6. Fold in 1/3 C chocolate chips. Transfer batter to springform pan. Arrange strawberries on top of the batter, cut sides down. Sprinkle chocolate chips over top.
  7. Bake cake for about 40 minutes until the top is golden brown and a tooth pick inserted into the center comes out clean.
  8. When the cake is done baking, let it cool (still in the baking pan) on a wire rack. After cake has cooled for about 40 minutes, you can release the cake from the springform pan.
  9. Serve your tasty treat refrigerated or room temp. Lightly dust with powdered sugar right before serving.

IMG_4122It was pretty tasty!  I still haven’t figured out the magic of getting my chocolate chips to float in the cake so the bottom of the cake was a bit chocolate heavy from settling and I over baked it just a bit. It was still a nice summer treat.

The strawberries seemed to sink into the dish a bit and I’m not sure if that was from being too wet when they went onto the cake or from my over baking. I’ll have to try again!

Paper Towns by John Green

Paper TownsBack in August we read Paper Towns by John Green and took our annual trip to the movies.  I’m sorry to say that we felt like our third field trip didn’t quite live up to the first two.

The consensus on the book was a bit ‘meh,’ but those of us who saw the film had definite and strong opinions about it. We agreed that there are often legitimate reasons for altering parts of books for a viewing audience, but in this case, the majority of the group found the majority of the changes unnecessary and detracting from the work.

The complaint for both book and film was that we didn’t much like the main characters. Seriously, if this book was about Radar and Ben, we’d be on board. It goes to show what kind of character the lead is that I can not remember his name. Ben and Radar, they were memorable, but Quentin (I did have to look it up) was just forgettable. Margo on the other hand was unforgettable, but not in a good way.  None of our group really understood Q’s fascination or could fathom why Becca was interested in hunting down her “friend.”  Margo’s just not very nice, even for a teenage girl.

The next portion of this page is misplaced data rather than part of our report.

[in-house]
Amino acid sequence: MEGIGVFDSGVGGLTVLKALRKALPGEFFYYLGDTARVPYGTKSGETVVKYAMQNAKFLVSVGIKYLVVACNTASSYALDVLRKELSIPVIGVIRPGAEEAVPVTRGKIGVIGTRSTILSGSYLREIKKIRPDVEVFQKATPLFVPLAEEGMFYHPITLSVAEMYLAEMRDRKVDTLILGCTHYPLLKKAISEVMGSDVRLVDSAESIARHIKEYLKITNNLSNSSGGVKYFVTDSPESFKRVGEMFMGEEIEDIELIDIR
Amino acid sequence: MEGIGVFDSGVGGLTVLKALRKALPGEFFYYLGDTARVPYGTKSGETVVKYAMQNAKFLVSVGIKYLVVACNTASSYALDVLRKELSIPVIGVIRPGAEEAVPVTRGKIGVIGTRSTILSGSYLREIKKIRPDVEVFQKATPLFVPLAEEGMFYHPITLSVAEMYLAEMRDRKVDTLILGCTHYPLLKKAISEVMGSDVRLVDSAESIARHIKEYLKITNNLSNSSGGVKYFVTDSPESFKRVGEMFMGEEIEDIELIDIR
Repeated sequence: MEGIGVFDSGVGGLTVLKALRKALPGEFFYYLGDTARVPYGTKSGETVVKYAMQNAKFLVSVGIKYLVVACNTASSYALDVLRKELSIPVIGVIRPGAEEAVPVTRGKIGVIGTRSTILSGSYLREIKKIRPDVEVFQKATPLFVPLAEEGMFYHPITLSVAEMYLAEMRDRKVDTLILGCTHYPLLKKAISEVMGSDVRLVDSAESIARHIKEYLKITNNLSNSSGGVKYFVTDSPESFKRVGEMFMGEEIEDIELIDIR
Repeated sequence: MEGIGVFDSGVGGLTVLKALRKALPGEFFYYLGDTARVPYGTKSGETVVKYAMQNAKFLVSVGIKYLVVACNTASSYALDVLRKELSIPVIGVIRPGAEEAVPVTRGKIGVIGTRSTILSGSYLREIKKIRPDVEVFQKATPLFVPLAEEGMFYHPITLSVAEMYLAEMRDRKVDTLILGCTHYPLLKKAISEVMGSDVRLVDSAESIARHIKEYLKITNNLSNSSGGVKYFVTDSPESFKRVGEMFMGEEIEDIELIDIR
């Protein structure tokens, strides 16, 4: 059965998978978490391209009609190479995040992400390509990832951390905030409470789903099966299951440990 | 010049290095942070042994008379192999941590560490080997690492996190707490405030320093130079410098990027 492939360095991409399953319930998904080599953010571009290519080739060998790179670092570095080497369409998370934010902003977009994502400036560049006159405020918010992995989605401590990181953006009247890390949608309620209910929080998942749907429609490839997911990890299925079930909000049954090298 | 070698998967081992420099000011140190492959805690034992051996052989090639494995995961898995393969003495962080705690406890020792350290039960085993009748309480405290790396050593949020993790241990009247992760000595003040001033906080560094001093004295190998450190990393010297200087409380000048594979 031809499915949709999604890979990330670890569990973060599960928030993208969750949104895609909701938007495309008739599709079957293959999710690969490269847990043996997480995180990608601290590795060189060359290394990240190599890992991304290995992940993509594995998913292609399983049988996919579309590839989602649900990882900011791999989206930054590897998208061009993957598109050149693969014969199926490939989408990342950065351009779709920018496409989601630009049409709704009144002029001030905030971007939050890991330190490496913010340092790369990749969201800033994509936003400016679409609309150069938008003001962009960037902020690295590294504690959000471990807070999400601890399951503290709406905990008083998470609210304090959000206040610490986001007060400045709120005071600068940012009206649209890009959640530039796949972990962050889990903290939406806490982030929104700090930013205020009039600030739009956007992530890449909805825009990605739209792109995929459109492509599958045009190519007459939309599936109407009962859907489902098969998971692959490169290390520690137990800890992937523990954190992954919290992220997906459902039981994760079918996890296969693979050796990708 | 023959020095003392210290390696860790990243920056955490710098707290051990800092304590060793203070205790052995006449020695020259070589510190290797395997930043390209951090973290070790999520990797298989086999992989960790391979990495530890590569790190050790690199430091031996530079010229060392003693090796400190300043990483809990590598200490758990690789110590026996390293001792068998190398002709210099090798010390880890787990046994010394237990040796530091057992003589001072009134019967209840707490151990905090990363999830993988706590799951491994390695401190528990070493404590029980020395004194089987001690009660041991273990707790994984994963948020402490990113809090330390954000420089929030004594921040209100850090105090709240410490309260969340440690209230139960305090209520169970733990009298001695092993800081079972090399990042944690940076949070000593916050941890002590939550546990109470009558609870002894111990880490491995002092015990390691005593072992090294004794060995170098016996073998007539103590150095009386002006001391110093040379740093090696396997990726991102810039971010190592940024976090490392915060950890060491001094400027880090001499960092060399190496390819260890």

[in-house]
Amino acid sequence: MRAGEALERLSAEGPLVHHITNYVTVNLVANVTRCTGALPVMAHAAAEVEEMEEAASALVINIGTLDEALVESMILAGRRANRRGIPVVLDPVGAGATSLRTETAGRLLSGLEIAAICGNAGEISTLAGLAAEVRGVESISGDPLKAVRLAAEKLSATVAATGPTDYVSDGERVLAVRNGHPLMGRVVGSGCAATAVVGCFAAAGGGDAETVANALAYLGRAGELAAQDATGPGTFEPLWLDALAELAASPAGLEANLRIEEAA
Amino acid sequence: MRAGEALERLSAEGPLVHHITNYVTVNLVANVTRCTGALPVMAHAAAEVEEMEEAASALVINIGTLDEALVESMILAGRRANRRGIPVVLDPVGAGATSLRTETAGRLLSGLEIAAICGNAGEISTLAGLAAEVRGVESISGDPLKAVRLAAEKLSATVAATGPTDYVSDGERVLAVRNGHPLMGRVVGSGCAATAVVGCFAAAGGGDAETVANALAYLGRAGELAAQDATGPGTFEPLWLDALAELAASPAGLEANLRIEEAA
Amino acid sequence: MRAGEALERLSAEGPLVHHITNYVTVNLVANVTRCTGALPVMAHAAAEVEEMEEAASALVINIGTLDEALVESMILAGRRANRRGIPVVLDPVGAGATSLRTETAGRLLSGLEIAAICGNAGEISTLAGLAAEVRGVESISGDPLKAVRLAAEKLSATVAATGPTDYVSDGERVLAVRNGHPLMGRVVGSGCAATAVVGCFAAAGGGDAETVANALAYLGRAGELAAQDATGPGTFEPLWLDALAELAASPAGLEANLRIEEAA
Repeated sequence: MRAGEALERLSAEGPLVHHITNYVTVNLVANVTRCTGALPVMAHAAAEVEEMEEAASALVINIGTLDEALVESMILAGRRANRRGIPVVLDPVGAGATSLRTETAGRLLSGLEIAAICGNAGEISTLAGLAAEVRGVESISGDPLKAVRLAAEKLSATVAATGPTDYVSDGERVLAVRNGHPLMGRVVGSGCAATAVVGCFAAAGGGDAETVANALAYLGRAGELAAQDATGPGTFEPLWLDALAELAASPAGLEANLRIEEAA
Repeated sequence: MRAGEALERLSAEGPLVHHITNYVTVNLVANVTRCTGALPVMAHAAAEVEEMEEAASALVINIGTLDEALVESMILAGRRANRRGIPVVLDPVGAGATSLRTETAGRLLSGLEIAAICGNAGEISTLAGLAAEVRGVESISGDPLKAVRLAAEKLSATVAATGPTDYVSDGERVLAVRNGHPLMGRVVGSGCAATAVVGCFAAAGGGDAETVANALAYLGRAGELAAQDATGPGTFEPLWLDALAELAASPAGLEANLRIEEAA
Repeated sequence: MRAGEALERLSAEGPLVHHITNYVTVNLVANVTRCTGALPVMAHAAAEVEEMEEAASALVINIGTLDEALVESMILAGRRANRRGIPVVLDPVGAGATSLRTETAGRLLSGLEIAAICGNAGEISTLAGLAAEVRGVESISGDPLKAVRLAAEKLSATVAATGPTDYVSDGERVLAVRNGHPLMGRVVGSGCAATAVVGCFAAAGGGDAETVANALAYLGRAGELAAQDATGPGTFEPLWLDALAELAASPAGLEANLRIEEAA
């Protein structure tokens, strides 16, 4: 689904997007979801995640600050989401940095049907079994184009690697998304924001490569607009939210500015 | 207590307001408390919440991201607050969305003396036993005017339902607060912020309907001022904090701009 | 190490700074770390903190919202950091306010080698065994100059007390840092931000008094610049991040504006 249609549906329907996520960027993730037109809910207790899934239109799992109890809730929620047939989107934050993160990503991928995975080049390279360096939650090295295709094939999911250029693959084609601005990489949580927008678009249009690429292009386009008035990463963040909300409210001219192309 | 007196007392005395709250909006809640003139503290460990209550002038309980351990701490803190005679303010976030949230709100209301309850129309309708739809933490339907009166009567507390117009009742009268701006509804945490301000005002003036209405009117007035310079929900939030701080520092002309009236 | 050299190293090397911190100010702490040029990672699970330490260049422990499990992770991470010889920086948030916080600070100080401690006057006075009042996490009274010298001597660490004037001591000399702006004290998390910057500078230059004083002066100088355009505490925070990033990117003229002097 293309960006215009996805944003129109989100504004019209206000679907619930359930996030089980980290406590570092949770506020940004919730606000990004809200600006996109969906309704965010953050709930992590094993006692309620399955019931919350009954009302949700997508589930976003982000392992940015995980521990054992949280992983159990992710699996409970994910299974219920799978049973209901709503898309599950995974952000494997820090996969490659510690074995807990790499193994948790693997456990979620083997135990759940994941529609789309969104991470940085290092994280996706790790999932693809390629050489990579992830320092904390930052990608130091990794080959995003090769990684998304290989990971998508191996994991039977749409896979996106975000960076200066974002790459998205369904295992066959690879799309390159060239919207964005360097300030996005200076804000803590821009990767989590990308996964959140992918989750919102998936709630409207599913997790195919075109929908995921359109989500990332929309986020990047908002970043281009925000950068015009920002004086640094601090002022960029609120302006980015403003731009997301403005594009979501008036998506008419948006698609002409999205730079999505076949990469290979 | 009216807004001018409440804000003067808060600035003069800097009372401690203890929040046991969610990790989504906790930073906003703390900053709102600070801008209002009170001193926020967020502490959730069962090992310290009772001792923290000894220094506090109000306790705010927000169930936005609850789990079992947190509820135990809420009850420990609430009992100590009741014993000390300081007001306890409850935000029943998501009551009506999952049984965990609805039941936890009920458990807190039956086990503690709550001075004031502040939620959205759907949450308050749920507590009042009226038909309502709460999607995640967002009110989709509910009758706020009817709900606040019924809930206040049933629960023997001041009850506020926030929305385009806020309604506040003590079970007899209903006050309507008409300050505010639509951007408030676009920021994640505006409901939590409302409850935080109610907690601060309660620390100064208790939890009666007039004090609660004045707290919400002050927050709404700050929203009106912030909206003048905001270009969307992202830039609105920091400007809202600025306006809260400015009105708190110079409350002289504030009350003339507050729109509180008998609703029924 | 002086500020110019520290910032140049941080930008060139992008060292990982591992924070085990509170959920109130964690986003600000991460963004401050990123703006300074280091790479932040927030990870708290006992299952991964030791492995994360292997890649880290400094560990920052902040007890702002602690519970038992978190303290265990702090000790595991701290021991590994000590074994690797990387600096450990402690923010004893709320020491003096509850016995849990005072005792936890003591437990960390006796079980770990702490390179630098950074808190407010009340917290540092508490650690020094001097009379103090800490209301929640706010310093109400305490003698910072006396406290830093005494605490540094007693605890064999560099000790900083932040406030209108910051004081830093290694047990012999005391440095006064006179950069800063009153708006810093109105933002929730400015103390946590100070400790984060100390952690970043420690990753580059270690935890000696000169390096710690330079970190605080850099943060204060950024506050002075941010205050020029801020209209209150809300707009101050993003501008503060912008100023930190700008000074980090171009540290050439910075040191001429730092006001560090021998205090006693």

Paper Towns movieMany of us enjoyed the book in chunks.  I liked the beginning and then it just fell off for me. Some said they’d enjoyed it up until the ending. Most of us weren’t fans of how Green finished it. I typically applaud Mr. Green for not finishing books in the predictable way, but this time, I thought he should have called this one a short story and ended it after about 25 pages. Both book and film promise a mystery that just isn’t all that mysterious or frankly very interesting.

The film’s lack of understanding of how long it takes to drive from Florida to upstate New York infuriated our PA crowd and we felt like the dropping of the group’s fear that Margo had died or was going to kill herself completely removed the incentive to find her and just dumbed down the whole experience.

The steepers who joined us for the filming were actually more entertaining than the film. Meghan sat to my right and used wild hand gestures and harrumphs to exclaim her displeasure at the numerous changes. My favorite experience came from Kristin. She sat stoically throughout the film, only moving to decline my offer of a raisinet (Meghan informs me that she believes that raisinets are just fruit masquerading as candy). The moment that the lights started coming back up, Kristin exclaimed, “Well, I hated that!”

She wasn’t the only one with such sentiments, while most of us didn’t love the film, Maureen’s vehement dislike was palpable. She admits that this in her 3 least favorite films of all time. That’s hardcore dislike, my friends. She also announced that the film sucked when Meghan was searching for the right word to describe her feelings about the film. She did, however, say that Paper Towns had seemed better to her than The Fault in Our Stars, to which Meghan replied, “Well, there is a lot less cancer.”

Overall, we gave this book about a 2.5 teacup rating and while we don’t rate the movies, this one would be pretty low on the list.

2.5 teacups